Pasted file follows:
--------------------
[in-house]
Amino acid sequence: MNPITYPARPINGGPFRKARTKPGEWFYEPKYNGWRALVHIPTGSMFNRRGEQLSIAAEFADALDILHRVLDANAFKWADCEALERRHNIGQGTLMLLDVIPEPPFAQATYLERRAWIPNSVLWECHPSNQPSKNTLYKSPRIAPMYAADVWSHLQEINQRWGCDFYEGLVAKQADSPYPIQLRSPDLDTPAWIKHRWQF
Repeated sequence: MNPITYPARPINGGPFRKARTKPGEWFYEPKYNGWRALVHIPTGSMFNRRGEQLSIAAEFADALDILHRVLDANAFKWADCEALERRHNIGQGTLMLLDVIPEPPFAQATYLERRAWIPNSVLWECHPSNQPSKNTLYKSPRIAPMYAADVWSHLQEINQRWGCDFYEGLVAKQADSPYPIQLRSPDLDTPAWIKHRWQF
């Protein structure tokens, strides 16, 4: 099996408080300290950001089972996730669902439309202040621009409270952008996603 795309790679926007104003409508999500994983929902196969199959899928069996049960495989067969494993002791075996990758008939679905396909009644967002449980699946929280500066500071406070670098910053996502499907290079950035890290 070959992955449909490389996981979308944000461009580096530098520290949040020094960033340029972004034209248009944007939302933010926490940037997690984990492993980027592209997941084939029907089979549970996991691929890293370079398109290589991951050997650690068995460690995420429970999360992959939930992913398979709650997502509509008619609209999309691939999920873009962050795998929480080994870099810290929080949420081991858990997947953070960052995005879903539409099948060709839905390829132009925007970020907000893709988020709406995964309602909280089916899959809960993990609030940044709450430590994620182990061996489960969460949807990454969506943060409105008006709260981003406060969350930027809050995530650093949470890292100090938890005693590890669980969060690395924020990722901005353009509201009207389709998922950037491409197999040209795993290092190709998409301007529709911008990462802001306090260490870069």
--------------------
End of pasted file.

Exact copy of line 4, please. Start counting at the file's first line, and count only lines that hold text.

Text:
């Protein structure tokens, strides 16, 4: 099996408080300290950001089972996730669902439309202040621009409270952008996603 795309790679926007104003409508999500994983929902196969199959899928069996049960495989067969494993002791075996990758008939679905396909009644967002449980699946929280500066500071406070670098910053996502499907290079950035890290 070959992955449909490389996981979308944000461009580096530098520290949040020094960033340029972004034209248009944007939302933010926490940037997690984990492993980027592209997941084939029907089979549970996991691929890293370079398109290589991951050997650690068995460690995420429970999360992959939930992913398979709650997502509509008619609209999309691939999920873009962050795998929480080994870099810290929080949420081991858990997947953070960052995005879903539409099948060709839905390829132009925007970020907000893709988020709406995964309602909280089916899959809960993990609030940044709450430590994620182990061996489960969460949807990454969506943060409105008006709260981003406060969350930027809050995530650093949470890292100090938890005693590890669980969060690395924020990722901005353009509201009207389709998922950037491409197999040209795993290092190709998409301007529709911008990462802001306090260490870069």